Submission + - 90:9:1 – the odd ratio that technology keeps creating (theguardian.com) 1

mspohr writes: The Guardian asks the question:
"Mozilla has killed off its Firefox OS, leaving the mobile OS market dominated by Android, iOS and Windows Phone. Will technology always follow the same pattern?"
There are now three main platforms – Google’s Android, Apple’s iOS and Microsoft’s Windows Phone – for which worldwide shipments are currently running in a ratio of about 85:14:1 respectively."
In the OS sphere:
"Now look at desktop OS sales: the ratio stands in the most recent quarter at about 91:8:1 between Microsoft’s Windows, Apple’s Mac OSX, and “self-build” machines which probably get Linux."
Similar numbers for browsers and search engines... but not game consoles which don't seem to follow the rule.
"There is one notable technology hardware space where 90:9:1 clearly doesn’t apply: games consoles. In the previous generation of consoles (Nintendo Wii v PlayStation 3 v Xbox 360) total sales were 101.2m to 85.9m to 84.9m – nearly an equal split. The current generation continues to deviate from the rule."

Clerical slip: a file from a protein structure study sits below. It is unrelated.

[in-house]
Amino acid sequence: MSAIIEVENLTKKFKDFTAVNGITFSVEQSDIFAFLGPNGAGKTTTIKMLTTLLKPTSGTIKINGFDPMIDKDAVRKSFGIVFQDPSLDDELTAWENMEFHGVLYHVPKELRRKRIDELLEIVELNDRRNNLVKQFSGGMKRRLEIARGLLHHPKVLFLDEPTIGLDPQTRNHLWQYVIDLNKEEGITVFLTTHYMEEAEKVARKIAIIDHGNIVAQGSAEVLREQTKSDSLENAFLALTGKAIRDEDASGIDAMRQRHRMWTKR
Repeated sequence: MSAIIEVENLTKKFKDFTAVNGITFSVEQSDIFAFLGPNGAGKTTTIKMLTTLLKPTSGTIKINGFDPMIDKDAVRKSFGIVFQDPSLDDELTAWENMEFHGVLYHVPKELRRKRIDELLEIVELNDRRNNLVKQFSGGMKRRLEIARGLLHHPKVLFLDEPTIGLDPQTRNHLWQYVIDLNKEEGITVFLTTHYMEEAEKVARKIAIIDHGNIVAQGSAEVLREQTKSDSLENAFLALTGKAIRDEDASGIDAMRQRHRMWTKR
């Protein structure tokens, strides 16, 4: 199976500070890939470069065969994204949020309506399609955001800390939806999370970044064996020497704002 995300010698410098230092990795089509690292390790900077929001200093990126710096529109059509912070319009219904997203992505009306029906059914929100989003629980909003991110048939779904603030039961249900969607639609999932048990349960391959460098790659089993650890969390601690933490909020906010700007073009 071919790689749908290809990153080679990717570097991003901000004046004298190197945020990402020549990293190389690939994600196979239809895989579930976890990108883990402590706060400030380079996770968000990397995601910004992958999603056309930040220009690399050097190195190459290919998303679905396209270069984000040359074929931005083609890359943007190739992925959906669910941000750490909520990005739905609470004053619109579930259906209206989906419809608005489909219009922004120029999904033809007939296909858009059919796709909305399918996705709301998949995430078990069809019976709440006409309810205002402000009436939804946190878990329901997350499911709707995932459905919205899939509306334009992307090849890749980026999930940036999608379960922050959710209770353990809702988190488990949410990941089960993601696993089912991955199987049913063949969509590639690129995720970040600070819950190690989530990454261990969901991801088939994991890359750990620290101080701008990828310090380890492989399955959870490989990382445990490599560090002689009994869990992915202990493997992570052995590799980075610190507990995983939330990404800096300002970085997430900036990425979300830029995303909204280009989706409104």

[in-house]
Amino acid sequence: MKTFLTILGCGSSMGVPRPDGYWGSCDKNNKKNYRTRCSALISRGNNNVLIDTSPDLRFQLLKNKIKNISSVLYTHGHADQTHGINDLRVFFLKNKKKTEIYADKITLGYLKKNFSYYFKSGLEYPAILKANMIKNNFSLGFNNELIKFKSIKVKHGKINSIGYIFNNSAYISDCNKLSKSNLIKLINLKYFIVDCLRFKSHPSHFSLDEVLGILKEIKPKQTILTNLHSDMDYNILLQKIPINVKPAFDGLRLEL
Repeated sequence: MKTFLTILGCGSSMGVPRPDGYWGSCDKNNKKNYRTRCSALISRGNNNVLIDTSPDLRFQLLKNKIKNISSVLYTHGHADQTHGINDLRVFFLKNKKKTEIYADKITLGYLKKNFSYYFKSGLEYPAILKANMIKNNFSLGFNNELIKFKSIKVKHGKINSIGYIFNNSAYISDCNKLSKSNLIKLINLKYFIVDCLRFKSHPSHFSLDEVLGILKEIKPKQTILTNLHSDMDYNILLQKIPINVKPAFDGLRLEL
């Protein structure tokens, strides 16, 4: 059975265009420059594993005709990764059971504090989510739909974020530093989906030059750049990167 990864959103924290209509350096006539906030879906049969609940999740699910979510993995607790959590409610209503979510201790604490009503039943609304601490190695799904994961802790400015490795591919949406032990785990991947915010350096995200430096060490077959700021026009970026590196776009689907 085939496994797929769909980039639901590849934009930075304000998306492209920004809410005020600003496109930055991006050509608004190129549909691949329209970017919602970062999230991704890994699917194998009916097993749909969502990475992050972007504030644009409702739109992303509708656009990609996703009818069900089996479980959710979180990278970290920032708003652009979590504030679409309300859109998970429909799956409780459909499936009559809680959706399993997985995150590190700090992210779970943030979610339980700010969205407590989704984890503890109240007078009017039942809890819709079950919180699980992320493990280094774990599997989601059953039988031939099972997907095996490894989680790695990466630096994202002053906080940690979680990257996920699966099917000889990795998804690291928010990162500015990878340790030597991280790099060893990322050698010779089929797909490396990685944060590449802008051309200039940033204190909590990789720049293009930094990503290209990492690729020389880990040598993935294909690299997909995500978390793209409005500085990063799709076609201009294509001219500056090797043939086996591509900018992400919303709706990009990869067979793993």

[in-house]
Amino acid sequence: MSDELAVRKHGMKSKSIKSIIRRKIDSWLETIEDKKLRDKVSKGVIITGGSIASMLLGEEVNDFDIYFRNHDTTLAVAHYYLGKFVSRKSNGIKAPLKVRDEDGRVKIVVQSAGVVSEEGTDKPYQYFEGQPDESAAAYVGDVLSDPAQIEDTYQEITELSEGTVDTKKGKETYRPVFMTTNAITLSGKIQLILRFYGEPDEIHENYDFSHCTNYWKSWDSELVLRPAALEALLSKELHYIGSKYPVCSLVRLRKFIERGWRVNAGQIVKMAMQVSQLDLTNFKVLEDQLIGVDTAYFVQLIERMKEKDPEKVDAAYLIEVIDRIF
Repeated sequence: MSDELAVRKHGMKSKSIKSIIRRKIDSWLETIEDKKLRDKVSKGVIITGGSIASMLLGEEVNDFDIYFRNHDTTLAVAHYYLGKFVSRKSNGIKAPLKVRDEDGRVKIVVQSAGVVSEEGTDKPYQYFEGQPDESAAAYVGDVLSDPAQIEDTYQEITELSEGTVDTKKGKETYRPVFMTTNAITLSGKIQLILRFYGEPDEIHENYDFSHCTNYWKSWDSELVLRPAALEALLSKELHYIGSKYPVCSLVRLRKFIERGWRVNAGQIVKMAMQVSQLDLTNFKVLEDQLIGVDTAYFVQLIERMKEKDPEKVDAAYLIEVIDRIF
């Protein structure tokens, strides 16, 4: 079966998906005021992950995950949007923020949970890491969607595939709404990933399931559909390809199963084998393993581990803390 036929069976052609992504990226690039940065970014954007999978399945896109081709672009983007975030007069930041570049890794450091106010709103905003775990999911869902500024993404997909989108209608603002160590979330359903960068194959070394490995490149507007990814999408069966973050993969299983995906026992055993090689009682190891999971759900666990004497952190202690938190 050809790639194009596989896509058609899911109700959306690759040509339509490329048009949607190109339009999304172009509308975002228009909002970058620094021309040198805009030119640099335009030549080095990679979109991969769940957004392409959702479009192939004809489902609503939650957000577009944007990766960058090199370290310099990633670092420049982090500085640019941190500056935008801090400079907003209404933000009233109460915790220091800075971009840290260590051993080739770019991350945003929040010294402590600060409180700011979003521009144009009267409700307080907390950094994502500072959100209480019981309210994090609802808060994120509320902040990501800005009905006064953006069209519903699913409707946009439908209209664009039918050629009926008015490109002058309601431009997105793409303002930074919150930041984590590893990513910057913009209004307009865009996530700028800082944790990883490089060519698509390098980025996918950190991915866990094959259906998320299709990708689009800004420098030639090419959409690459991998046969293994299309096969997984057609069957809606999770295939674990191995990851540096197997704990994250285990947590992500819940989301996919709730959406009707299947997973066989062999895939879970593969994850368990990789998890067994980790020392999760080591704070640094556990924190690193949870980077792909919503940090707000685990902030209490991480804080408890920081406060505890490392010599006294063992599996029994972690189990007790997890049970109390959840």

Submission + - Wired Thinks It Knows Who Satoshi Nakamoto Is (wired.com)

An anonymous reader writes: In a lengthy expose, Wired lays out its case that Bitcoin inventor Satoshi Nakamoto is actually Australian CEO Craig Wright. As evidence, Wired cites both leaked documents and posts on Wright's blog from 2008 and 2009 establishing a connection between him and the launch of Bitcoin. Wright is also known to have amassed a significant Bitcoin fortune early on. Wired tried to contact Wright and got some perplexing responses, and they admit that it could all be a (long and extremely elaborate) hoax. But hours after publishing, Gizmodo followed up with the results of their own investigation, which came to the conclusion that Satoshi is a pseudonym for two men: Craig Wright and Dave Kleiman, a computer forensics expert who died in 2013. After questioning (read: harassment) from both publications, Wright seems to have withdrawn from public comment. Regardless, both articles are quite detailed, and it will be interested to see if the leaked documents turn out to be accurate.